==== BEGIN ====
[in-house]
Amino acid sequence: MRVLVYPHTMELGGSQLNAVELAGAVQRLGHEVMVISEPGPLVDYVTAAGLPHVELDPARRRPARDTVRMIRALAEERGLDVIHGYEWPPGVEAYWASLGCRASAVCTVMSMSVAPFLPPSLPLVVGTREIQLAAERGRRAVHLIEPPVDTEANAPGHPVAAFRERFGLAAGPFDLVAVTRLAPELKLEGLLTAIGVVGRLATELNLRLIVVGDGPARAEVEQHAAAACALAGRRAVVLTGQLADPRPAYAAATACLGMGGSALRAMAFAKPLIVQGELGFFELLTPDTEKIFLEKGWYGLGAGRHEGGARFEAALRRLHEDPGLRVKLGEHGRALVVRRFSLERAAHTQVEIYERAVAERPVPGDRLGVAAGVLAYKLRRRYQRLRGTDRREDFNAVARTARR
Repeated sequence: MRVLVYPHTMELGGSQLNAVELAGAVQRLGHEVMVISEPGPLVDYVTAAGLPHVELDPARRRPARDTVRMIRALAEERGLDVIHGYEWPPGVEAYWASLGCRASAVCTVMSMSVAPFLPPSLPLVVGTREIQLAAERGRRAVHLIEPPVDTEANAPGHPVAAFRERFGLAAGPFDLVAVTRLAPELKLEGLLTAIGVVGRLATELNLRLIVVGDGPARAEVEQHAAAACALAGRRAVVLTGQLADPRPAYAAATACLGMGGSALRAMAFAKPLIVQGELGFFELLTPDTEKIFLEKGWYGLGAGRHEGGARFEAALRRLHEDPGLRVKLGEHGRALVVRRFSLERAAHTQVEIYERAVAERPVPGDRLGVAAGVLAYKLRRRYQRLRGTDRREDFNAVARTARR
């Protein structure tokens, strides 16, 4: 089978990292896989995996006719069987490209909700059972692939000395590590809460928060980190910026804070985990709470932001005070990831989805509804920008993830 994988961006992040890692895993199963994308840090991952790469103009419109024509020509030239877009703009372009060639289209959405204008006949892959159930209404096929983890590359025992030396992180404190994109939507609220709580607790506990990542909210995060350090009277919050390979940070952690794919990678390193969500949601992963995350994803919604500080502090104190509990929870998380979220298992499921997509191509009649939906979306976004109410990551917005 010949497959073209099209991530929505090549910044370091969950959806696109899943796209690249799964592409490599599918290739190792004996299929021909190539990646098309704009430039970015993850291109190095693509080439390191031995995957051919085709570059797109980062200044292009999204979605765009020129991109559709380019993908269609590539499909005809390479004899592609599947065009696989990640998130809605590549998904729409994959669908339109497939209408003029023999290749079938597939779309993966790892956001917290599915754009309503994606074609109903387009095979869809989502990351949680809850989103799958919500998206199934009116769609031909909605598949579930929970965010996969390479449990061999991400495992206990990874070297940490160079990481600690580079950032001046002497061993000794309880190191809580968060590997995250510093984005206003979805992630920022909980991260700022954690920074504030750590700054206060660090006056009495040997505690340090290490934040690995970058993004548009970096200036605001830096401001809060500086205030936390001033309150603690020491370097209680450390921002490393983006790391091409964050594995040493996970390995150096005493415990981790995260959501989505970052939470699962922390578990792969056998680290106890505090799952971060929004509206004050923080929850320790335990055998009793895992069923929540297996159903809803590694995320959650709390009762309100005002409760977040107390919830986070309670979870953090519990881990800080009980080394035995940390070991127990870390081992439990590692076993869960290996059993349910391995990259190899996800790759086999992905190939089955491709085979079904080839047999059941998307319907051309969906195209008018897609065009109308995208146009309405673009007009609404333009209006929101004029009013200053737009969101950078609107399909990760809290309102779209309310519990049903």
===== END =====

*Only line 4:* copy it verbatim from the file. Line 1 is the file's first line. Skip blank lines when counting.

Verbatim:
């Protein structure tokens, strides 16, 4: 089978990292896989995996006719069987490209909700059972692939000395590590809460928060980190910026804070985990709470932001005070990831989805509804920008993830 994988961006992040890692895993199963994308840090991952790469103009419109024509020509030239877009703009372009060639289209959405204008006949892959159930209404096929983890590359025992030396992180404190994109939507609220709580607790506990990542909210995060350090009277919050390979940070952690794919990678390193969500949601992963995350994803919604500080502090104190509990929870998380979220298992499921997509191509009649939906979306976004109410990551917005 010949497959073209099209991530929505090549910044370091969950959806696109899943796209690249799964592409490599599918290739190792004996299929021909190539990646098309704009430039970015993850291109190095693509080439390191031995995957051919085709570059797109980062200044292009999204979605765009020129991109559709380019993908269609590539499909005809390479004899592609599947065009696989990640998130809605590549998904729409994959669908339109497939209408003029023999290749079938597939779309993966790892956001917290599915754009309503994606074609109903387009095979869809989502990351949680809850989103799958919500998206199934009116769609031909909605598949579930929970965010996969390479449990061999991400495992206990990874070297940490160079990481600690580079950032001046002497061993000794309880190191809580968060590997995250510093984005206003979805992630920022909980991260700022954690920074504030750590700054206060660090006056009495040997505690340090290490934040690995970058993004548009970096200036605001830096401001809060500086205030936390001033309150603690020491370097209680450390921002490393983006790391091409964050594995040493996970390995150096005493415990981790995260959501989505970052939470699962922390578990792969056998680290106890505090799952971060929004509206004050923080929850320790335990055998009793895992069923929540297996159903809803590694995320959650709390009762309100005002409760977040107390919830986070309670979870953090519990881990800080009980080394035995940390070991127990870390081992439990590692076993869960290996059993349910391995990259190899996800790759086999992905190939089955491709085979079904080839047999059941998307319907051309969906195209008018897609065009109308995208146009309405673009007009609404333009209006929101004029009013200053737009969101950078609107399909990760809290309102779209309310519990049903």